Tuesday, April 22, 2014

Americans are having dogs instead of babies

Americans are having dogs instead of babies

The fewer babies Americans give birth to, the more small dogs they seem to buy.
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Birth rates in the US have fallen from nearly 70 per 1,000 women in 2007, to under 63 last year—a 10% tumble. American women birthed almost 400,000 fewer little humans in 2013 than they did six years before. The drop-off has come exclusively among 15- to 29-year-olds. This chart, taken from a recent report by the US Department of Health (pdf), does a pretty decent job of showing how much of the growing disinterest in having babies is due to younger women:
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Meanwhile, the ownership of small dogs—that is, pets weighing no more than 20 pounds (9 kilograms)—is doing just the opposite. Americans have been buying more and more small dogs each year since 1999. The population of little canines more than doubled in the US over that period, and is only projected to continue upwards, according to data from market research firm Euromonitor.
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“You do not have to go to many pet shows to realize that the numbers of small and tiny dogs are on the increase,” a report by Pets International opened in 2010 (pdf).
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And rightly so. The number of small dogs has grown so fast that they are now the most popular kind nationwide.
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It could just be a coincidence that Americans are birthing fewer babies at the same time as they’re buying a lot more little dogs. But there’s pretty good reason to believe it isn’t, Damian Shore, an analyst at market-research firm Euromonitor, told Quartz. “There’s definitely some replacement happening there,” he said.
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One telling sign that the two are not entirely unrelated is that the same age groups that are forgoing motherhood are leading the small dog charge. “Women are not only having fewer children, but are also getting married later. There are more single and unmarried women in their late 20s and early 30s, which also happens to be the demographic that buys the most small dogs,” Shore said.
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There’s also evidence people are treating their dogs a bit more like little humans these days. Premium dog food, the most expensive kind, has grown by 170% over the past 15 years, and now accounts for 57% of of the overall dog food market.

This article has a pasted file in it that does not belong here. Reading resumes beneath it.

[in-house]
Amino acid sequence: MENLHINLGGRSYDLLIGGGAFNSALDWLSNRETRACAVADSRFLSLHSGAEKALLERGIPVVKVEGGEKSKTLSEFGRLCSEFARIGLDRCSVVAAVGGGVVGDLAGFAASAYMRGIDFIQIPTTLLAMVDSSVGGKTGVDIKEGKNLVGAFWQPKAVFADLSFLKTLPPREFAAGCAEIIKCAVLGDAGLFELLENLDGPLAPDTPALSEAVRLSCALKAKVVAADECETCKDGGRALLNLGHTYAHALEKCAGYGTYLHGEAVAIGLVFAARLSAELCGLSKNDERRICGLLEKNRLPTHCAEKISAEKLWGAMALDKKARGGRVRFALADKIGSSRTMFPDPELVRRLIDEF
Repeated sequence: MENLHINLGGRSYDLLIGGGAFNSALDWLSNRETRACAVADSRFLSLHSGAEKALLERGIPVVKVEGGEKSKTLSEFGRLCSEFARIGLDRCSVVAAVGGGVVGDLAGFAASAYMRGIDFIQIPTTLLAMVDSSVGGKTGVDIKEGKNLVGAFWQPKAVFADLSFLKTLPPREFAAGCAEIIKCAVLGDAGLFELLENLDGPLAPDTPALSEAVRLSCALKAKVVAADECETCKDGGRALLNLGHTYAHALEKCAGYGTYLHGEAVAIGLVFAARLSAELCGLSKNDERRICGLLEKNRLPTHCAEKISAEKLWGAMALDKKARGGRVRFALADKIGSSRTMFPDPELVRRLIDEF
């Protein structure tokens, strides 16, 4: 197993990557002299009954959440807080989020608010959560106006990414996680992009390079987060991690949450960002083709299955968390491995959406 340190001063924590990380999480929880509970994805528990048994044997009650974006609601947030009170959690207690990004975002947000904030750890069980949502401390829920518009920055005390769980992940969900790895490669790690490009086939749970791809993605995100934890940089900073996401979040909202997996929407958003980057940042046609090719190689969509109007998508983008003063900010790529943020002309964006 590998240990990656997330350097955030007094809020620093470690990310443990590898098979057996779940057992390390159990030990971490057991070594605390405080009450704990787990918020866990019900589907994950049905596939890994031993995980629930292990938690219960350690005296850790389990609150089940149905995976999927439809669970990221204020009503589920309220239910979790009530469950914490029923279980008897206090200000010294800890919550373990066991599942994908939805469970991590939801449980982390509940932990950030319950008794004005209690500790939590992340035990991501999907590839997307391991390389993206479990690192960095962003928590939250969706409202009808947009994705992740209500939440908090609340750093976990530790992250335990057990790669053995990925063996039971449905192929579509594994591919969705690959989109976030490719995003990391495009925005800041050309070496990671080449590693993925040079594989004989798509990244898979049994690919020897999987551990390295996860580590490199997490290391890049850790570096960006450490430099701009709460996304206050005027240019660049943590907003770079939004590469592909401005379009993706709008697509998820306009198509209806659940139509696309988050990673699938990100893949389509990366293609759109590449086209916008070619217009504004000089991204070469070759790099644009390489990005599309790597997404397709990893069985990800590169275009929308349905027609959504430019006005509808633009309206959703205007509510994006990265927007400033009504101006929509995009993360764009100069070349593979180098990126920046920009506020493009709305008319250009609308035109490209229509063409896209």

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There are now tools to monitor your dog’s fitness, ice cream trucks exclusively for canines, and vacations designed exclusively for dog-having people. “The animals in our homes are family. They’re like children,” David Grimm, the author of the book Citizen Canine, told Wired this week.

Of course, small dog ownership isn’t rising just because people want kid substitutes. Fashion trends aside, small dogs are also emblematic of a national migration to cities, where big dogs are harder to keep. Nearly 80% of Americans live in urban areas. “Smaller homes and apartments are also helping drive the growing popularity of smaller dogs,” Shore said.

But the national trend towards later motherhood is certainly playing its part. And those who treat their pooches and pugs like babies may be on to something. A study last year found that dogs form bonds of dependency with their owners not unlike the ones babies form with their parents.

EPA: Some flea and tick collars pose danger to children

EPA: Some flea and tick collars pose danger to children

An Environmental Protection Agency report warns that propoxur, a flea-killing chemical in flea collars marketed by Sergeant's Pet Care Products and Wellmark International, is unsafe for children. However, the products can be distributed until two years from now, and retailers can continue to sell them after that until their stock is gone. Veterinary dermatologist Daniel Morris says there are safer products available and urges owners to consult with their veterinarian to determine the best approach.

Wednesday, April 16, 2014

More Pets Are Showing Up High On Marijuana

More Pets Are Showing Up High On Marijuana, Vets Say



A sticker is seen on a dog's back during a demo in support of the legalization of marijuana, in Mexico City, on May 5, 2012, as part of the 2012 Global Marijuana March.
Veterinarians are asking pet owners to watch their weed, because more pets are showing up high and sick.
Dr. Billy Griswold, a vet at the Emergency Animal Clinic in Scottsdale, Ariz., told KCTV that he's seen double the number of cases of animals ingesting marijuana over the past few years. KCTV reports that the increase in marijuana treatments "directly coincides" with the opening of medical marijuana dispensaries in the state, starting in December 2012.